I couldn’t agree more with midlife mommy. When I finally realized that things may get done differently while I’m away, but that they WILL get done, I was able to relax and enjoy time away.

    My husband and I continually marvel at the number of commercials on TV that portray men and dads as bumbling idiots (the Klondike bar commercials come to mind). What kind of message does this send to our children? I guess we have to counteract that at home by showing them a real-life example of what a great guy their dad is.

    About 3 times per year, I go away for a long weekend to scrapbook with girlfriends. I’m still amazed that my husband is the only one who seems to be capable of staying home alone with the kids without calling in the grandma reinforcements. I don’t know if the other husbands think they can’t do it on their own or their wives are the ones who lack confidence in their abilities.

  24. Moriah
    September 29, 2008 | 11:32 am

    Great post (hubby liked it, too). Although I will say, I usually come home to a mess 🙂 but that’s okay – it’s messy when I’m here, too.

    And my husband is an only child; before our kids he’d never been around a baby before. So, I don’t mind laying out jammies for him just like he doesn’t mind making breakfast for all of us.

    Give and take. We’re all “on the same team.”

  25. Melanie
    September 29, 2008 | 1:48 pm

    I totally agree! My DH is NOT the babysitter! He is a wonderful father who is great at taking care of the kids and is often much more patient with them than I am. He makes breakfast every Sunday morning before church and gets most of the kids ready that day so I can sleep a bit longer.

  26. T with Honey
    September 29, 2008 | 4:21 pm

    I love this post. We should not be looking at fathers as babysitters when the mommy wants or needs to go out of town or attend some function sans child.

    Yet we have the jokes like Daddy Survivor because at one time the father was not as involved with their children and it was the role of the mother. Times have changed but the old stereotype image still exists. I’d say that it is similar to the old Blonde Jokes.

    Yes, we should work toward breaking the stereotype but those jokes can be darn funny!

  27. amy
    September 29, 2008 | 8:39 pm

    This is a little different, but a friend told me the other day she thought it was “so nice” how my husband took the dirty dishes to the kitchen after we ate without grumbling or acting like he was doing me a big favor. Come again? She’s a new friend, so I don’t know her well, but I feel like regardless of the work at home/outside of home balance, all that stuff should be shared. And as for parenting, I tell everyone that he’s the natural and I’m the one that struggles. Most people don’t believe it, but it’s true. Estrogen has not made me the more natural parent.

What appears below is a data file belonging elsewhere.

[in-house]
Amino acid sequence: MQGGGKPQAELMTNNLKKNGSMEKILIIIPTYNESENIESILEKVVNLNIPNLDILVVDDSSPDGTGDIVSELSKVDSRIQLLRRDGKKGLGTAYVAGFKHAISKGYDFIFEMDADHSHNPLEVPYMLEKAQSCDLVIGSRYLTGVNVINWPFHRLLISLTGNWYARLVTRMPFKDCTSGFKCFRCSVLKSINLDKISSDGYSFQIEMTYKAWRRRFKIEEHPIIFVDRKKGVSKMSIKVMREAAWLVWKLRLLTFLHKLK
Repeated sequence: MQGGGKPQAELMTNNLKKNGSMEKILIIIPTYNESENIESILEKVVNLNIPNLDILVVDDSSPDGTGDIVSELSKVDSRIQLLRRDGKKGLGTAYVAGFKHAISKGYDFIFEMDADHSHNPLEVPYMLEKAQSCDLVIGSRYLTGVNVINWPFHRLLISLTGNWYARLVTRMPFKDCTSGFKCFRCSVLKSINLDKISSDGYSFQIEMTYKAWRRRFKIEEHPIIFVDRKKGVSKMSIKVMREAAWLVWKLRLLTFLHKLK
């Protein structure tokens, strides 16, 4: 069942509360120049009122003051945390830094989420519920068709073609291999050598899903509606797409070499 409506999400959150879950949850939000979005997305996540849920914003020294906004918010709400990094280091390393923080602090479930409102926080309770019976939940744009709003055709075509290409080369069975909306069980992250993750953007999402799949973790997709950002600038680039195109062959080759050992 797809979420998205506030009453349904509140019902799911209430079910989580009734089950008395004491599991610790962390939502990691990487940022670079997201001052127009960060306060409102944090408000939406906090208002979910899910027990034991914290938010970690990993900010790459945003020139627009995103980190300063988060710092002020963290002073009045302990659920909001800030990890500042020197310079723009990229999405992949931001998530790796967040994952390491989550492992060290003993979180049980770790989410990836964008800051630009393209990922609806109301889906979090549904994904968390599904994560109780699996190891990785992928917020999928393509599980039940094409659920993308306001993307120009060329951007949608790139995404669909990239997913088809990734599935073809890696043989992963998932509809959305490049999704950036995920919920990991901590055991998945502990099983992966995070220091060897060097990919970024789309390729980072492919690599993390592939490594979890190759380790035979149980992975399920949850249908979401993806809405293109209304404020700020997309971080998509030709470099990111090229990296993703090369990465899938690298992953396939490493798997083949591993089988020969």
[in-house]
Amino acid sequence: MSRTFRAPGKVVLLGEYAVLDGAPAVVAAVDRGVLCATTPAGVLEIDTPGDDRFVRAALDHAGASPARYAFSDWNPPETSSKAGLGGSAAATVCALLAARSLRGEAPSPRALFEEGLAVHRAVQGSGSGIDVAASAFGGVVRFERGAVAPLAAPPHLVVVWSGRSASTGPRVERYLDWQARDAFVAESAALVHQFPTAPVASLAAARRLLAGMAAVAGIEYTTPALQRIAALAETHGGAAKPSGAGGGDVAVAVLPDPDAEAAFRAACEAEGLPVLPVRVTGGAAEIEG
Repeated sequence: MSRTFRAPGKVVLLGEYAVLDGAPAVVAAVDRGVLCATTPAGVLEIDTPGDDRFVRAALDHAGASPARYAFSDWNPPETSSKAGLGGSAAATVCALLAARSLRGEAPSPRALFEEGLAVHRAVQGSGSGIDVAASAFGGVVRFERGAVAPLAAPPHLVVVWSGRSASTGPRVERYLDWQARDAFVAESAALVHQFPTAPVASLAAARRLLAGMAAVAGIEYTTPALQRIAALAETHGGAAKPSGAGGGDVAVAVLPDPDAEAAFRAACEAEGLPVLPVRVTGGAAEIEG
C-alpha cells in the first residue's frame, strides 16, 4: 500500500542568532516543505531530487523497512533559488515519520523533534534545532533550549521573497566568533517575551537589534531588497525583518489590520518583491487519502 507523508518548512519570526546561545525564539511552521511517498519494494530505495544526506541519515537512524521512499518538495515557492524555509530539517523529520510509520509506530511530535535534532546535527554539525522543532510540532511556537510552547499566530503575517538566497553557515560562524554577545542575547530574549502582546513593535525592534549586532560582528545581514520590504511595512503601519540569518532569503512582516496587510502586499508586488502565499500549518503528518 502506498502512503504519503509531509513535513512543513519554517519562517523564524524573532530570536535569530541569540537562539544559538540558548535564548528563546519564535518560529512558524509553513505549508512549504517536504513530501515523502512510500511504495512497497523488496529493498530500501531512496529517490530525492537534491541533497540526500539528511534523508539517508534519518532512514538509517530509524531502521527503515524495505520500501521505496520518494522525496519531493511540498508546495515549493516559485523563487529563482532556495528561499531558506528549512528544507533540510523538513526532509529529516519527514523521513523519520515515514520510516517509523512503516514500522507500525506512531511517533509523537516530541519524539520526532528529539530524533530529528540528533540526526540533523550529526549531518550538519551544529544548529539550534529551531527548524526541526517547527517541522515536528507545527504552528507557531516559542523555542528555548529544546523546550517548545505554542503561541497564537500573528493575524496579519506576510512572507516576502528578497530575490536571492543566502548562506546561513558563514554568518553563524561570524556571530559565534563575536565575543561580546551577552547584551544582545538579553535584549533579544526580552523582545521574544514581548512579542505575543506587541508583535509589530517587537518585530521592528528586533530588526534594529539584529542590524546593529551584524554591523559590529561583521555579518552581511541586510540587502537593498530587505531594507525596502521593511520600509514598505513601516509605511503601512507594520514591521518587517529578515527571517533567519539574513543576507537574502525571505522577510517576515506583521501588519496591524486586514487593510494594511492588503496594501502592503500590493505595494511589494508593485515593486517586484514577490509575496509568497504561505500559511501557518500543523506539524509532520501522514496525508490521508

28. jenni
    September 29, 2008 | 10:44 pm

    Oh you have struck upon one of my biggest pet peeves!! My own Mother In Law refers to her son as the babysitter when we go to lunch and I never fail to correct her. Grrr…just chaps my hide.

  29. Savvy Business Moms
    September 30, 2008 | 10:40 am

    “onemotherslove…
    Here, here! Unfortunately, in my world, it’s my husband who calls it babysitting! I have to remind him, “you’re not babysitting, you’re parenting! Now have fun!” : )”

    I am right there with ya! Great post by the way!

  30. Jennifer
    October 4, 2008 | 5:48 pm

    Amen and Amen! It drives me insane when people act like it’s a huge deal when dad is home with the kids. Ummm, excuse me. He’s THEIR DAD! Great post!

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  32. The Straight Dope Dad
    December 9, 2009 | 9:39 am

    It is weird isn’t it. Calling dads babysitters. As a fully involved stay at home, self employed dad I know this all to well.

    I wrote about it here:
    http://www.straightdopedad.com/father-not-a-babysitter/